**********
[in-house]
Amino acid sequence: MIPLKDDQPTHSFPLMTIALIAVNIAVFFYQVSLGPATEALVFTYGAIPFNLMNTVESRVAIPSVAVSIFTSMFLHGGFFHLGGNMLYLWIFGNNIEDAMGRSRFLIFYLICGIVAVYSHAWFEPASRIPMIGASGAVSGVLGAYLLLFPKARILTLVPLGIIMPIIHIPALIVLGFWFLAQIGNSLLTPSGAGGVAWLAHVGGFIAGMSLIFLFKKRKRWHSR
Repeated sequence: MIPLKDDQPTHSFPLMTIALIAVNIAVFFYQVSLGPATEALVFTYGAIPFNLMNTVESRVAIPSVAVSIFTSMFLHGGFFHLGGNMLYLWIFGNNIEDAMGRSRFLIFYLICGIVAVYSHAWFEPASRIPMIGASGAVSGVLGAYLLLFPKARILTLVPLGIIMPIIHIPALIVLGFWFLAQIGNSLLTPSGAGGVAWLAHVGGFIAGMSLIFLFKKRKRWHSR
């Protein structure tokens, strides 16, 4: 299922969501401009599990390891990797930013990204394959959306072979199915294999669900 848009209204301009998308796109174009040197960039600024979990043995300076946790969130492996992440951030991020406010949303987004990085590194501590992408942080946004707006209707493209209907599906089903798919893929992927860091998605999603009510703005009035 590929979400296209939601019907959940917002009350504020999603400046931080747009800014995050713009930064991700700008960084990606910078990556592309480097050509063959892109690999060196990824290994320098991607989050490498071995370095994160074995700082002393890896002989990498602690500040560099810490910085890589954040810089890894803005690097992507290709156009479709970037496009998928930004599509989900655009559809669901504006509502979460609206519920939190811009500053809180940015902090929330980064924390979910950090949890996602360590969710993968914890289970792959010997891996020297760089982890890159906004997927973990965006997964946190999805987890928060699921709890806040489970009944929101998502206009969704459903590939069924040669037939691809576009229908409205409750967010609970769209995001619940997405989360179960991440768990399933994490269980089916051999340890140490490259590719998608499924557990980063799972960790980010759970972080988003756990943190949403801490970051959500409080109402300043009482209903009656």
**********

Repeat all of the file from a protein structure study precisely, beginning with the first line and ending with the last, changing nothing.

[in-house]
Amino acid sequence: MIPLKDDQPTHSFPLMTIALIAVNIAVFFYQVSLGPATEALVFTYGAIPFNLMNTVESRVAIPSVAVSIFTSMFLHGGFFHLGGNMLYLWIFGNNIEDAMGRSRFLIFYLICGIVAVYSHAWFEPASRIPMIGASGAVSGVLGAYLLLFPKARILTLVPLGIIMPIIHIPALIVLGFWFLAQIGNSLLTPSGAGGVAWLAHVGGFIAGMSLIFLFKKRKRWHSR
Repeated sequence: MIPLKDDQPTHSFPLMTIALIAVNIAVFFYQVSLGPATEALVFTYGAIPFNLMNTVESRVAIPSVAVSIFTSMFLHGGFFHLGGNMLYLWIFGNNIEDAMGRSRFLIFYLICGIVAVYSHAWFEPASRIPMIGASGAVSGVLGAYLLLFPKARILTLVPLGIIMPIIHIPALIVLGFWFLAQIGNSLLTPSGAGGVAWLAHVGGFIAGMSLIFLFKKRKRWHSR
């Protein structure tokens, strides 16, 4: 299922969501401009599990390891990797930013990204394959959306072979199915294999669900 848009209204301009998308796109174009040197960039600024979990043995300076946790969130492996992440951030991020406010949303987004990085590194501590992408942080946004707006209707493209209907599906089903798919893929992927860091998605999603009510703005009035 590929979400296209939601019907959940917002009350504020999603400046931080747009800014995050713009930064991700700008960084990606910078990556592309480097050509063959892109690999060196990824290994320098991607989050490498071995370095994160074995700082002393890896002989990498602690500040560099810490910085890589954040810089890894803005690097992507290709156009479709970037496009998928930004599509989900655009559809669901504006509502979460609206519920939190811009500053809180940015902090929330980064924390979910950090949890996602360590969710993968914890289970792959010997891996020297760089982890890159906004997927973990965006997964946190999805987890928060699921709890806040489970009944929101998502206009969704459903590939069924040669037939691809576009229908409205409750967010609970769209995001619940997405989360179960991440768990399933994490269980089916051999340890140490490259590719998608499924557990980063799972960790980010759970972080988003756990943190949403801490970051959500409080109402300043009482209903009656």